Having recently celebrated its first anniversary, Campbell River’s Teen Flight program has motivated students, dedicated mentors and a donated space in which to work.
All it lacks is a flight-ready airplane.
“If money was no issue, we could have this thing flying by the end of summer,” volunteer Grant Neilson said as students sanded and buffed the fuselage and cockpit frame of a small kit plane at SeaLand Aviation’s airport hangar Wednesday night.
To that end, the program will host its second annual Wings and Wheels show July 11 at the airport, a fundraiser designed to try to secure the final pieces of the RV-12 kit plane from Van’s Aircraft of Aurora, Oregon.
Teen Flight began last spring as a joint effort between School District 72 and local aviation enthusiasts, led by SeaLand owner Bill Alder. While not run as a traditional credited class, the after-hours program offers secondary school students the opportunity to learn the basics of airplane construction, maintenance and operation.
“The real goal is to get people interested in aviation,” said Alder. “When I started out, those of us who got into it were really passionate, but it’s really fallen off in recent years.”
Teen flight builds off a ground school program already available through the school district, and with an eye toward creating a bridge to North Island College’s Aircraft Structures Technician program, the only one of its kind on Vancouver Island.
Through donations from business, service groups and individuals, the program committed to the purchase and construction of one of Van’s Aircraft light sport airplanes. Prefabricated in pieces in Van’s Aurora factory, the kits are shipped in sections and assembled by the buyer.
“You learn a lot of the tools you need, how to work with your hands and how much work goes into building a plane,” said Brody Gimson, who just wrapped up his Grade 10 year at Timberline Secondary.”
Gimson is among the students who hopes one day to fly, and will embark on a six-week program beginning this weekend to earn his glider’s license.
“(Teen Flight) is a lot more about the technical side,” he said. “I might learn how to fix my own plane.”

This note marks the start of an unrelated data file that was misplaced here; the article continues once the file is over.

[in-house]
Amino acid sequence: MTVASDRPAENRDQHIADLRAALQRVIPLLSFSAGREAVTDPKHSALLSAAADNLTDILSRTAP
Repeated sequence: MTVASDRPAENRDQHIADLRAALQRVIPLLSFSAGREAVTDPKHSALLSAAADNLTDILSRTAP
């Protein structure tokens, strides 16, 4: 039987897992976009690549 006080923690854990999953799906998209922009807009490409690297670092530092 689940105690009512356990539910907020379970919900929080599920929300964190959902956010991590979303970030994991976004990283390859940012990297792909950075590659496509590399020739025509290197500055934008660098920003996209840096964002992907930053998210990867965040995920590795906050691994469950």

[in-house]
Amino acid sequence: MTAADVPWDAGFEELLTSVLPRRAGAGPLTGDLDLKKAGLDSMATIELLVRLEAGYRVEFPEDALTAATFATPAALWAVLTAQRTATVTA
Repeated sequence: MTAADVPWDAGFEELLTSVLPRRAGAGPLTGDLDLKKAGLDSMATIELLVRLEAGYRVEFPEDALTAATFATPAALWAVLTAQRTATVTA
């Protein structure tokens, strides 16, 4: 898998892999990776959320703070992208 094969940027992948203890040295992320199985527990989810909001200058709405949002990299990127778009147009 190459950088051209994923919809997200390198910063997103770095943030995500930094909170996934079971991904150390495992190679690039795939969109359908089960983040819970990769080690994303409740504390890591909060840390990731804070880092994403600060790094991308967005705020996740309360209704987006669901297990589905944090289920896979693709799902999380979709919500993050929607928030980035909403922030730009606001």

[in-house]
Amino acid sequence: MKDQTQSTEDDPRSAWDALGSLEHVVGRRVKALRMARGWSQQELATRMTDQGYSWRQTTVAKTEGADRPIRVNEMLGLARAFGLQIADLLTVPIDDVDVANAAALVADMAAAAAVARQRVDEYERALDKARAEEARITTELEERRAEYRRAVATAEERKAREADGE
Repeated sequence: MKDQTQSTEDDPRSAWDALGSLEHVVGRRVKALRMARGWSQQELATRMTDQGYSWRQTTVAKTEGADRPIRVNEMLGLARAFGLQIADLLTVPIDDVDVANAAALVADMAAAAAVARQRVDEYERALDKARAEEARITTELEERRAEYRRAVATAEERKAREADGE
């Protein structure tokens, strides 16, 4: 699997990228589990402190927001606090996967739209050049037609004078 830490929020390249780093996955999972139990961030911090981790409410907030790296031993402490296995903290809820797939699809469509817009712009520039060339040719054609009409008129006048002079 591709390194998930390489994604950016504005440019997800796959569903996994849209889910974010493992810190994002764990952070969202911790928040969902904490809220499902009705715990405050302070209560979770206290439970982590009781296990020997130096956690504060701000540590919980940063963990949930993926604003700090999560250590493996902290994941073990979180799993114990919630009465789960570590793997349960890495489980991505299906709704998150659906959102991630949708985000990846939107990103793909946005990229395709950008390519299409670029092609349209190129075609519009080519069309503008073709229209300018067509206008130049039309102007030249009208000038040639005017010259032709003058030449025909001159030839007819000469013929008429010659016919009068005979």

Nick Askey, who grew up near the airport in Bella Coola and whose grandfather was a pilot, plans to start aviation training after high school and eventually get his license to fly. In the meantime, the Teen Flight program has provided an eye-opener into what goes on behind the scenes.
“I didn’t realize how much work you had to put in — and the quality of the work,” he said.
Not all of the students in the Teen Flight program intend to become pilots.
Evyn Parnell, another Grade 10 from Timberline, find the construction aspects of Teen Flight right up his alley.
“I has some interest in trying to become a helicopter pilot, but I just like technology in general,” he said. “I want to do mechanics.”
Julia Deal, a Grade 11 student who had little interest in mechanical work, was drawn into the program after being asked to produce advertising for Teen Flight at Timberline.
“I just thought it sounded cool,” she said. “I like working with my hands, but I’m a bit more academically oriented.”
Deal said she had become fascinated by building “something from nothing,” and learning the mechanics of it. But she is unlikely to seek a pilot’s license or a job as a mechanic.
“I’d be more likely to go into aircraft engineering,” she said.
So far, Teen Flight’s students and mentors have assembled the empanage, or tail section, the fuselage and the wings.
Next week, they will take possession of the “finishing” kit, which includes landing gear, fuel tank and the plexiglass canopy.
That will still leave the avionics — the flight controls, gauges and wires — and the 100-horsepower Rotax 912ULS engine.
“We’re up to the expensive part of the program now,” said Alder.
“The labour’s cheap,” Neilson quipped, pointing to fellow mentors Marcel Van Zeeland, Tim Everets and Bill Phipps sanding one of the plane’s removable wings.
So is the rent, with Alder donating space in SeaLand’s hangar among the planes belonging to his paying customers.
And, once Teen Flight passes through its current funding turbulence, the program should have a smooth ride.
“Once it’s fully funded and built, it’s perpetual,” mentor Joe Crawshaw said. “We can sell it and use the money to buy the next kit.”
The program encourages interested students to sign up or learn more about the program, which meets at SeaLand Wednesdays from 7-9 p.m. and Saturdays from 10 a.m.-2 p.m. There are no fees to join.
“For anyone interested in mechanics and engineering,” I think it would be a good choice,” said Gimson.
To sign up, contact Bill Alder at SeaLand, 250-923-9858, or Natalie Crawshaw at SD72, 250-830-2302 or firstname.lastname@example.org. More information on the program and the Wings and Wheels fundraiser can be found at teenflight.ca.